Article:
Cherie Harder

November 2, 2016

Cherie Harder on the Promise and Limits of Power

Amidst an election season marked by increased anxiety, Christians should remain politically engaged while simultaneously understanding that the role of politics has become distorted in American culture.

Politics is vital, worthy and sometimes even noble – but not ultimate – according to Trinity Forum President Cherie Harder. The country’s problems are actually social and spiritual, Harder diagnosed, and while those problems have a political manifestation, they won’t be solved politically.

Harder spoke October 30 at a forum in Merrifield, Virginia as part of a lecture series on Christian engagement with contemporary culture sponsored by The Falls Church Anglican entitled “The Promise and Limits of Power”.

A former Special Assistant to the President and Director of Policy and Projects for First Lady Laura Bush, Harder reported that the excitement and anticipation of previous U.S. Presidential elections once found in Washington, D.C. and across many parts of the country had been more recently exchanged for worry, fear and anger.

Citing the Federalist Papers’ concept that the proper end of government is the pursuit of justice, Harder also noted that Saint Augustine in his work City of God wrote that the purpose of government is to advance justice. Faith, Harder explained, informs ideas of justice and human nature – but it doesn’t provide a blueprint.

Harder cautioned that politics can be distorted by placing too much emphasis upon it. Drawing from Then-Senator Barack Obama’s 2008 nomination acceptance speech and Businessman Donald Trump’s eight years later, Harder noted that the speeches over-promised, delivering the message “I alone can fix it.”

Christians should not, however, give up on politics entirely, according to Harder. Observing that “fundamentalist institutions” have an instinct to withdraw from public life, Harder charged Christians are “not called to hide in the corner, we’re called to be salt and light.” Withdrawal from public engagement would result in the spread of evil.

Harder also reported that some gauges of American life have undoubtedly improved in recent decades, with lower nationwide crime rates and substantial declines in abortion and divorce. The former Policy Advisor to Senate Majority Leader Bill Frist on domestic social issues identified that the problems have changed but they still point to things that politics is incapable of fully addressing. Some of the social trends are actually troubling for the most vulnerable economic classes, even as they improve for college-educated and well-to-do Americans.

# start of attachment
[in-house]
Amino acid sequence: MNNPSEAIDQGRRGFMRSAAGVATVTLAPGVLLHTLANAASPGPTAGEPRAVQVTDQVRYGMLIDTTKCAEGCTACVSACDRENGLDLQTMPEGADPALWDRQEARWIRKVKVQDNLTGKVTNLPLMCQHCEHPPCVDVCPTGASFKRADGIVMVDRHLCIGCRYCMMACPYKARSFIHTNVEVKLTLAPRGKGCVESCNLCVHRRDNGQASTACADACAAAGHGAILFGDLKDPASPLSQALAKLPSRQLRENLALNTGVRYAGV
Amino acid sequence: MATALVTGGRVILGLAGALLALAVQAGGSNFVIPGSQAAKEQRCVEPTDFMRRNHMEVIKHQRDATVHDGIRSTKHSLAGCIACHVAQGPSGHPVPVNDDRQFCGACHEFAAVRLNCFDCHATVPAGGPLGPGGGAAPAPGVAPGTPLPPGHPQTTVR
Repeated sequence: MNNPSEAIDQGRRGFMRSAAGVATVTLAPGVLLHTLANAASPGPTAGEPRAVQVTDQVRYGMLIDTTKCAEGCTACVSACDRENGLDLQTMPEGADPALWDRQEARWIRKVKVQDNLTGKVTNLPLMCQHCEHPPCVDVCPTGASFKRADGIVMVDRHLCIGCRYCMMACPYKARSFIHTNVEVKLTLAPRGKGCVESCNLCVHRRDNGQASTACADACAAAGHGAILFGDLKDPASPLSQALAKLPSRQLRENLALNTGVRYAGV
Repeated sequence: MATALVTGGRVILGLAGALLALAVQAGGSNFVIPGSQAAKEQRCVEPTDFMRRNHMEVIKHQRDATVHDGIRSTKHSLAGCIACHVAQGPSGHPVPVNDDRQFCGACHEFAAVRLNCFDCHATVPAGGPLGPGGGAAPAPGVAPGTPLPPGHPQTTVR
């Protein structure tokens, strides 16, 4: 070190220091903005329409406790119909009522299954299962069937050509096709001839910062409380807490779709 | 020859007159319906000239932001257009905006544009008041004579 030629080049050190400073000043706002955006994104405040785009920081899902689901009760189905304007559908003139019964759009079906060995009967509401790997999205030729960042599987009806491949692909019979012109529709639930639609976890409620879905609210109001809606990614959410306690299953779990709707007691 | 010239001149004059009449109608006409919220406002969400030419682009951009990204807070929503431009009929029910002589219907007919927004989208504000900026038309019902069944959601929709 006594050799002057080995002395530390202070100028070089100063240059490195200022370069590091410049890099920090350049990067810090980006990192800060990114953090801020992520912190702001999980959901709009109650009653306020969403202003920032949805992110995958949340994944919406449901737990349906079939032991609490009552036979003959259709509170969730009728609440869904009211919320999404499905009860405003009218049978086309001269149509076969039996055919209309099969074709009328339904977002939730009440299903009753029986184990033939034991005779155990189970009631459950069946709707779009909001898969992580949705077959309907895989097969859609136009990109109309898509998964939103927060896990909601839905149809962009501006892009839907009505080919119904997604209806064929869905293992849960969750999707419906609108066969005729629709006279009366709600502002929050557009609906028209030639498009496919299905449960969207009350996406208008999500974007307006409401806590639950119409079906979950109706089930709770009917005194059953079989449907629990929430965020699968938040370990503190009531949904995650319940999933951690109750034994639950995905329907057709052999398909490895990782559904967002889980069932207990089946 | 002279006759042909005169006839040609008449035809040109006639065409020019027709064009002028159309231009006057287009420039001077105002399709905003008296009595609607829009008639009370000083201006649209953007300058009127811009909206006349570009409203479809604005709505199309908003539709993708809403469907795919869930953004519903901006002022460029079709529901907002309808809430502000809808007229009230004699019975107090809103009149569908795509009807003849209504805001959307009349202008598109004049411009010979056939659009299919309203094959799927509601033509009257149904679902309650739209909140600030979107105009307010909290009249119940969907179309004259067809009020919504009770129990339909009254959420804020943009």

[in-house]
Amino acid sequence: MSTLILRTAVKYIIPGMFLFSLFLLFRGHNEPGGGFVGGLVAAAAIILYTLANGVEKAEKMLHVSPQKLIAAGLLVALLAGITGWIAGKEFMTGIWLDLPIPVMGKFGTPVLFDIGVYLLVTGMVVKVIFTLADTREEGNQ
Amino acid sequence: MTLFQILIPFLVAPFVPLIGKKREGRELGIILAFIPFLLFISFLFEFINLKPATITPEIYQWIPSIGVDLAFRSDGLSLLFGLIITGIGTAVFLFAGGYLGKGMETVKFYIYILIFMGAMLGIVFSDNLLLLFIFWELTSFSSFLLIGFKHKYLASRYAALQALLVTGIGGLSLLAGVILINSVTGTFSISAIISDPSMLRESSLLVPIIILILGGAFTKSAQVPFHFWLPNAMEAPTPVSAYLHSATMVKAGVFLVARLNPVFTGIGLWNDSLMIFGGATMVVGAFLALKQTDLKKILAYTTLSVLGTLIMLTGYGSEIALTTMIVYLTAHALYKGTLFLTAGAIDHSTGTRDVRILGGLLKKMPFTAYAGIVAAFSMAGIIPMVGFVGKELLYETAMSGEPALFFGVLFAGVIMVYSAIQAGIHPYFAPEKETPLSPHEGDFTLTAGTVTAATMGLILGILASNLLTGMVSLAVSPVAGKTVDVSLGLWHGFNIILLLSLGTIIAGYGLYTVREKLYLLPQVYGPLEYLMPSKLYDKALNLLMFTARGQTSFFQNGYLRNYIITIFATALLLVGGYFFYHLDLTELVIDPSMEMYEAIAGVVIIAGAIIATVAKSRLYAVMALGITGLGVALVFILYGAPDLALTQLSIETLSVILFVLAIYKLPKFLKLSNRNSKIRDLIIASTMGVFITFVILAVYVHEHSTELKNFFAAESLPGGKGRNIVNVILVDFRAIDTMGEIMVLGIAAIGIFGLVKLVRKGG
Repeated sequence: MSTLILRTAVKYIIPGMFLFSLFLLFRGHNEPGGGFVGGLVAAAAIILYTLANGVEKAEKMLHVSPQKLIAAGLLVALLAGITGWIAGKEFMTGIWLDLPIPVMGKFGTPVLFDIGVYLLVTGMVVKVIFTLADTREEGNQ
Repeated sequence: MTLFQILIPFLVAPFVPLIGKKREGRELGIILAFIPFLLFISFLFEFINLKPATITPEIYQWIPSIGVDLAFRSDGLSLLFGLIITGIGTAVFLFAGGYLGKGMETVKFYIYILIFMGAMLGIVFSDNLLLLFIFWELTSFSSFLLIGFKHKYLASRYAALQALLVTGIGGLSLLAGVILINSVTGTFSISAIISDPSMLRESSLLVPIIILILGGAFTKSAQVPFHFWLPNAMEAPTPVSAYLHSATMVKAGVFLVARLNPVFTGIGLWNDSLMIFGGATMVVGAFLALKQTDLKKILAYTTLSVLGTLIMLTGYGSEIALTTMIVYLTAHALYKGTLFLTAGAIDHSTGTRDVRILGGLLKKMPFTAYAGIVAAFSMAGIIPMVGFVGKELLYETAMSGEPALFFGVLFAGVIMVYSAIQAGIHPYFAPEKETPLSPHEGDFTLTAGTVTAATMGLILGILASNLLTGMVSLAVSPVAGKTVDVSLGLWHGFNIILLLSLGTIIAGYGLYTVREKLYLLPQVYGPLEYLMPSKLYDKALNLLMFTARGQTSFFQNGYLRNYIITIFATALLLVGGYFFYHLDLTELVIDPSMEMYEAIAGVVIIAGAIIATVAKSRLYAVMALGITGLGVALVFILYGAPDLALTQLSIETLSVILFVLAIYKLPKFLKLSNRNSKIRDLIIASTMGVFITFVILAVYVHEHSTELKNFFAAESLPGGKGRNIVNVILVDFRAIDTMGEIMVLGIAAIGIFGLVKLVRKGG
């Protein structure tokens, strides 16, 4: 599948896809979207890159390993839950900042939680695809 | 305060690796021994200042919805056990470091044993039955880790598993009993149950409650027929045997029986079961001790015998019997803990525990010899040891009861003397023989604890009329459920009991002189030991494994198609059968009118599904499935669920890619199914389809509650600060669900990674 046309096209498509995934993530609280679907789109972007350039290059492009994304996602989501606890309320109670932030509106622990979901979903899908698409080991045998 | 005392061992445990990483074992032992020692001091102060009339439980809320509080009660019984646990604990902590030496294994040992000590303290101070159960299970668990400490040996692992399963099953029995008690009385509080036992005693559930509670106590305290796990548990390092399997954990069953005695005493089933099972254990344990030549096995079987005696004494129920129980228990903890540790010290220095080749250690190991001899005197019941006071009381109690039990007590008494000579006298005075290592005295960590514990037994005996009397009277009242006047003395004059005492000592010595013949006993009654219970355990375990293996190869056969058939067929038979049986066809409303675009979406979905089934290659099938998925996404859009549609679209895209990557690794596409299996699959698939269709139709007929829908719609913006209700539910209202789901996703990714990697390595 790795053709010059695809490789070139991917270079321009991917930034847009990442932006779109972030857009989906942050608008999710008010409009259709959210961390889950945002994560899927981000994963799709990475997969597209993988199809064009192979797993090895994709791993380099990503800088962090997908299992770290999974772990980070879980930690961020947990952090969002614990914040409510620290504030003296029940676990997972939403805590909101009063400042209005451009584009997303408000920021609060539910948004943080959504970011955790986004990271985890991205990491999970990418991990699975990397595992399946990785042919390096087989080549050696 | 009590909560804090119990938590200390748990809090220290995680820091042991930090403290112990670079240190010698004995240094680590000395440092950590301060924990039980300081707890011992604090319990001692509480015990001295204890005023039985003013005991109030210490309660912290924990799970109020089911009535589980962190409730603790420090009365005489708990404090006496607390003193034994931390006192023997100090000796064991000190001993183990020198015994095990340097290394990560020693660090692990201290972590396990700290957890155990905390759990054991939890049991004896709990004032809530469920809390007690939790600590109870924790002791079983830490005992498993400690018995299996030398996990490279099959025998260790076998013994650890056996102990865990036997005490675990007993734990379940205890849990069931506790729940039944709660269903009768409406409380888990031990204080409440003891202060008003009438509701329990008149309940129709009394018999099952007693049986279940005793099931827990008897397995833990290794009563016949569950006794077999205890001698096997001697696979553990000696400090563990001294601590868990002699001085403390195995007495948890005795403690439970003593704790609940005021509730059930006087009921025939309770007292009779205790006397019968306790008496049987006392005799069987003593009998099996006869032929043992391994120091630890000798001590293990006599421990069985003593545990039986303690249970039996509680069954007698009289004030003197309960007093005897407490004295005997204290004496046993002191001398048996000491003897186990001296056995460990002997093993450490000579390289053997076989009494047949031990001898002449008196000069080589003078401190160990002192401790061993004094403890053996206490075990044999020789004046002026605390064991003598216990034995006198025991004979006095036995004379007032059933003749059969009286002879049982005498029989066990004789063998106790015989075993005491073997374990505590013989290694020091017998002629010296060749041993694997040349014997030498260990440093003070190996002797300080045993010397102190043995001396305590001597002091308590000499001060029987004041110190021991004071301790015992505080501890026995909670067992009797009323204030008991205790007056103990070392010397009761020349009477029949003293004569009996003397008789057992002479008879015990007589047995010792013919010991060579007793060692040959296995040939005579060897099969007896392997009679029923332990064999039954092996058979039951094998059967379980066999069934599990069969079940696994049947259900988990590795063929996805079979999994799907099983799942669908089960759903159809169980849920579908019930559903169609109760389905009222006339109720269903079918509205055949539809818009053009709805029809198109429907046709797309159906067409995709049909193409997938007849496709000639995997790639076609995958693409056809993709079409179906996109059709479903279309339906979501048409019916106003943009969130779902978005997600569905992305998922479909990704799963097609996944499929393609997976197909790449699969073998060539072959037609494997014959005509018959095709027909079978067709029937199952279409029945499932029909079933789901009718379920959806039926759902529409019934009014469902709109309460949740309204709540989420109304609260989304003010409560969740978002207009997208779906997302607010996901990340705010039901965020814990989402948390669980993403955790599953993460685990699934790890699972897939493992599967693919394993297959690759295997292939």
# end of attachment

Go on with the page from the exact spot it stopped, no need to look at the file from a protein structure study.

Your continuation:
Drawing from Robert Putnam’s Our Kids and Charles Murray’s Coming Apart, Harder noted that “both of these guys, a lefty communitarian and a conservative libertarian had a remarkably similar diagnosis of what’s going on in the country, which is the people who are the most vulnerable – the most in need, the most isolated – have been largely impervious from the gains in social connectedness that the more well-to-do, the more privileged and educated have enjoyed.”

“While we often tend to think about blue-collar, working class as being the heartland of American Christian values, often those places are the ones that are most-hit by cultural decay, and suffer the most consequences as a result,” Harder reported.

These trends, Harder explained, have hurt working class communities far more than affluent ones, and contribute to the atrophy of civil society.

“As families go, so do communities, largely” Harder assessed. “It is connections that build those kinds of civic, community, and social bonds that not only enrich our lives, but also unite us and knit us together as a nation.”

Harder offered five suggestions for how Christians should continue to engage. First, vote. Second, “model the community that we and others need” – counteracting the isolation, alienation and breakdown of social bonds that Christians can mend. 19th century French writer Alexis de Tocqueville identified in Democracy in America that American virtue did not stem from Washington, but rather from the exercise of free people through “intermediating institutions” between the state and individual that maintained strong social bonds.

Third, Harder encouraged Christians to extend hospitality. Citing data that isolation negatively impacts a host of medical conditions and quality of life, Harder charged that “loneliness can be lethal”.

“It is a spiritual, relational, cultural issue that we have opportunity to address,” Harder assessed.

Fourth, Harder noted that Christians can care for the content and tenor of public conversation.

“Lead by example,” Harder exhorted. Reporting that the use of words like character, conscience and virtue all decreased precipitously in the 20th century, Harder suggested that the expansiveness of our vocabulary affects how we think, and has a significant impact upon our public conversation.

Fifth, the Trinity Forum president also challenged Christians to read, an activity that encourages one to think, requires sustained attention and encourages empathy, in contrast to electronic media, which is often passive or distracting. Harder also advised building connections with neighbors, friends, and family members.

“Our politics are showing how much we need to make this happen, because social bonds are breaking down,” Harder emphasized. “Our hope is not in our own systems of politics, but in God, the giver of grace.”

Update: Audio and Video of the talk is now available on the website of The Falls Church Anglican. You can view it by clicking here.

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